JHOVE is a widely-used open source digital preservation tool, used for validating formats of digital objects. The Open Preservation Foundation has assumed responsibility for this project and is in the process of creating a new permanent and sustainable home for JHOVE.
“I don’t know of any open source validator that is as efficient as JHOVE, able to handle about 12 formats, written in JAVA and as famous as it. There are surely some others, but one which includes PDF for free, I don’t know of any ... At this level, it is undeniably the opportunity for the whole digital archiving community to join efforts in order to maintain and improve the situation of this international tool” (Open Preservation Foundation).
JHOVE (JSTOR / Harvard Object Validation Environment) digital preservation tool was originally developed in 2003 by Harvard and JSTOR for automating format-specific identification, validation, and characterization of digital resources. In particular, the JHOVE was conceived to be integrated into the Ingest function of an OAIS and was made available under an open source license (GNU Lesser General Public License) to support twelve file formats and to be widely deployed internationally.
In 2014, JHOVE was added to Open Preservation Foundation (OPF) growing software portfolio providing a sustainable home for digital preservation software products and ensuring their ongoing sustainability and maintenance at international level.
The OPF is now stewarding the JHOVE software in line with its Software Maturity Model (that facilitates development and release of patches and new modules) and coordinating road-mapping and future development activities.
JHOVE Evaluation and Stabilisation Plan accesses the current state of the JHOVE project resources and describes OPF plans to maintain or preserve them.
- Identification: determination of the DO’s format;
- Validation: checking whether the DO conforms to its format’s technical norms;
- Characterization: providing a report of the DO’s salient properties.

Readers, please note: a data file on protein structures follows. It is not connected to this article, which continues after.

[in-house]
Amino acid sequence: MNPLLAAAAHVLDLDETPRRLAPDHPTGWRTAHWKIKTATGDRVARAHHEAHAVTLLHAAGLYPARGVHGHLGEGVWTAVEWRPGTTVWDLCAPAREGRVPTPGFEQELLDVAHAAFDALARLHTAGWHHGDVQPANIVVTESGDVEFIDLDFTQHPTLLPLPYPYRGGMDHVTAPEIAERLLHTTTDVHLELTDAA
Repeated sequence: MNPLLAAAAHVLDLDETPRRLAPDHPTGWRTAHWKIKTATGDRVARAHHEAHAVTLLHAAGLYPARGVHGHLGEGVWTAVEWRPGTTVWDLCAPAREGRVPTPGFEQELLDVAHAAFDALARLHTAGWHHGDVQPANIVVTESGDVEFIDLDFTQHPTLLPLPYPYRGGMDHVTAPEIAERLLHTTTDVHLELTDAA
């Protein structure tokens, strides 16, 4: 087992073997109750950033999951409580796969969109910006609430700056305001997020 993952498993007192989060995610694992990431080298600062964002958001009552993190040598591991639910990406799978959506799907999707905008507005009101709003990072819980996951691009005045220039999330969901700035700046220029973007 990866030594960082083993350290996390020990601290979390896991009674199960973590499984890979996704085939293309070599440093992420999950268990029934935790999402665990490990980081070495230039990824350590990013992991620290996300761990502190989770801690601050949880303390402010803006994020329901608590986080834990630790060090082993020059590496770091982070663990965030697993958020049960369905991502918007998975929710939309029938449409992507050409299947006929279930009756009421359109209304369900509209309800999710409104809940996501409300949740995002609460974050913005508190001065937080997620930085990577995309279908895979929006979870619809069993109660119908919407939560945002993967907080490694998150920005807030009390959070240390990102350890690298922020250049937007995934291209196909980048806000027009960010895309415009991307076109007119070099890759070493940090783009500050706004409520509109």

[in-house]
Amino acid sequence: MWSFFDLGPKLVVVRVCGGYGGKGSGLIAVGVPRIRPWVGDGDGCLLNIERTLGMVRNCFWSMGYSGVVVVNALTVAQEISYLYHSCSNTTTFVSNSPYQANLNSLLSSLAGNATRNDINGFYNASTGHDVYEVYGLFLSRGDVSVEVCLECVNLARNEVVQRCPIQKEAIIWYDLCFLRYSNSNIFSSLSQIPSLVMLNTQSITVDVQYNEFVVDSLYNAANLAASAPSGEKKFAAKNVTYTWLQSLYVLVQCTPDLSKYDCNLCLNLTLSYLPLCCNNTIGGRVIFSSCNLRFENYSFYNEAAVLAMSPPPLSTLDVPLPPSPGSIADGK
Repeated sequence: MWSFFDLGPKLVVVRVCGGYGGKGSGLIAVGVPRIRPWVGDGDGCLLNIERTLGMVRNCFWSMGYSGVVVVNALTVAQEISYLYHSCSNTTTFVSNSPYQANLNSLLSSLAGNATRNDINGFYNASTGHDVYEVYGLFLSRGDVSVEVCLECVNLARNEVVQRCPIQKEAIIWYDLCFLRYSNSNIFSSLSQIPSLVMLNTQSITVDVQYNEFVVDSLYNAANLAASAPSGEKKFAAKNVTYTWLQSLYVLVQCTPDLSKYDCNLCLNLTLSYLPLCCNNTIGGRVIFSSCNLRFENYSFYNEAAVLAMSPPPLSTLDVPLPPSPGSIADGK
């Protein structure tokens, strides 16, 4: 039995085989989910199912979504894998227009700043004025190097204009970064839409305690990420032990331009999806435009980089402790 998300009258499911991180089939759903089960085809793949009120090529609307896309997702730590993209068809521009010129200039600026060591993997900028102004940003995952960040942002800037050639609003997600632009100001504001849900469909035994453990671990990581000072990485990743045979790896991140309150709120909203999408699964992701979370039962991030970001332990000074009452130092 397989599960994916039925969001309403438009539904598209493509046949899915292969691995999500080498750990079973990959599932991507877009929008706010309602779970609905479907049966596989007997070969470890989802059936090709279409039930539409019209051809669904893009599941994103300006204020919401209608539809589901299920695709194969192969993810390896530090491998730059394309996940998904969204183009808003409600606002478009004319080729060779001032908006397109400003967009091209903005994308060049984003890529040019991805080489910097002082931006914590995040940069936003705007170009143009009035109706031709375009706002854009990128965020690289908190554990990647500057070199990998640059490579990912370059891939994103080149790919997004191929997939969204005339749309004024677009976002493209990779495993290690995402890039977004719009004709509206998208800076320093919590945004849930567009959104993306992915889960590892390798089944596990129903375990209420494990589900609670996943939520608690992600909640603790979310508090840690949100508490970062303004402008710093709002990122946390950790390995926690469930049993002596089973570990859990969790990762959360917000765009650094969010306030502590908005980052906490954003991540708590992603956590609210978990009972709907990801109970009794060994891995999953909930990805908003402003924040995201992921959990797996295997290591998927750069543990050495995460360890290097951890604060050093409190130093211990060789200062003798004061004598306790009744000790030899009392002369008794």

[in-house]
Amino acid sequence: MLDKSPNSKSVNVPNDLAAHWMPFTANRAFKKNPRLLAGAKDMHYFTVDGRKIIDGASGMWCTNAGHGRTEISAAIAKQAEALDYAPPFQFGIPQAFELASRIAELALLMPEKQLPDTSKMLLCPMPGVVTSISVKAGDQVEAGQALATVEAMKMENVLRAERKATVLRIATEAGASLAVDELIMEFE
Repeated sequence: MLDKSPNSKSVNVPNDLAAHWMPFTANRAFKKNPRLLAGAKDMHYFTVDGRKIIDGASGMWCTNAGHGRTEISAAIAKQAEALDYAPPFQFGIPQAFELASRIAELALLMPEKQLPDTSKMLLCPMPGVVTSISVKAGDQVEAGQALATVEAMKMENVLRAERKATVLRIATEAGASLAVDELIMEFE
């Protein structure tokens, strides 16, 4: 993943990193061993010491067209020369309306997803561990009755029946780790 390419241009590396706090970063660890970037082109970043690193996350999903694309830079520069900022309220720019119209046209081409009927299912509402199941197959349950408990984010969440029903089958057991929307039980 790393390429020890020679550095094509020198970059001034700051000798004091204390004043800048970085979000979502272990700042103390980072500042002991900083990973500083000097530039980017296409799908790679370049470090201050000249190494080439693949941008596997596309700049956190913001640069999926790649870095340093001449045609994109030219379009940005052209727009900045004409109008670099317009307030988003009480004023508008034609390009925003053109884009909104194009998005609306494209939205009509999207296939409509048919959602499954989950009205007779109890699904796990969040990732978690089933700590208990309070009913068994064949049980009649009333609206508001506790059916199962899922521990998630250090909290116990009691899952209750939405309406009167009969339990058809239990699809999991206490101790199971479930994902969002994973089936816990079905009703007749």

Identification and validation are linked; that means that any trivial error in the validation process can result in a DO failing to be identified. Format validation conformance is determined at three levels:
- well-formedness: a DO is well-formed if it meets the purely syntactic requirements for its format:
- validity: a DO is valid if it is well-formed and it meets the higher-level semantic requirements for format validity;
- consistency: a DO is consistent if it is valid and its internally extracted representation information is consistent with externally supplied representation information.
JHOVE only reports full conformance to a profile, that is, it focuses on the semantics of a file rather than its content: a file which is well-formed but not valid has errors.
Use of JHOVE is widespread in the digital preservation community; JHOVE is included in the POWRR tool grid Preserving Digital Objects with restricted resources, is highlighted on the PREMIS page Tools for preservation metadata implementation and in the Digital Preservation Handbook of the Digital Preservation Coalition.
On May 2016, JHOVE 1.14 was released. This new version has three new format modules: gzip, WARC and PNG. Among other features, it has a black box testing module and support for Unicode 7.0.0.
JHOVE is designed incorporating an API, which can be used on its own to create compatible tools and applications. Developers wishing to recompile the JHOVE source code will require Apache Ant.
The JHOVE website provides user and developer documentation and is currently under review to ensure it is up to date and accurate. Installation of JHOVE requires solid knowledge of command line interfaces and experience with manually editing configuration files. Familiarity with metadata outputs is also essential.
The SourceForge code repository includes a forum and it also hosts a mailing list and the usual facilities for filing bug reports, feature requests and support requests.
On 11th of October, 2016, the OPF held JHOVE Online Hack Day to enhance digital preservation community knowledge about JHOVE errors, in particular, to create descriptions of errors and to identify example files, as well as to start to understand their preservation impact and what can possibly be done about them.
On the occasion of the JHOVE Online Hack Day, a collaborative Google document has been created to organize the tasks, contributed from the Document Interest Group and JHOVE Product Board which welcome additional suggestions from the community.
If your organization uses or wants to use JHOVE, please consider becoming a JHOVE Software Supporter. JHOVE Software Supporters guide the roadmap and can receive free training and technical support.
Join The Open Preservation Foundation - an international, not-for-profit membership organization.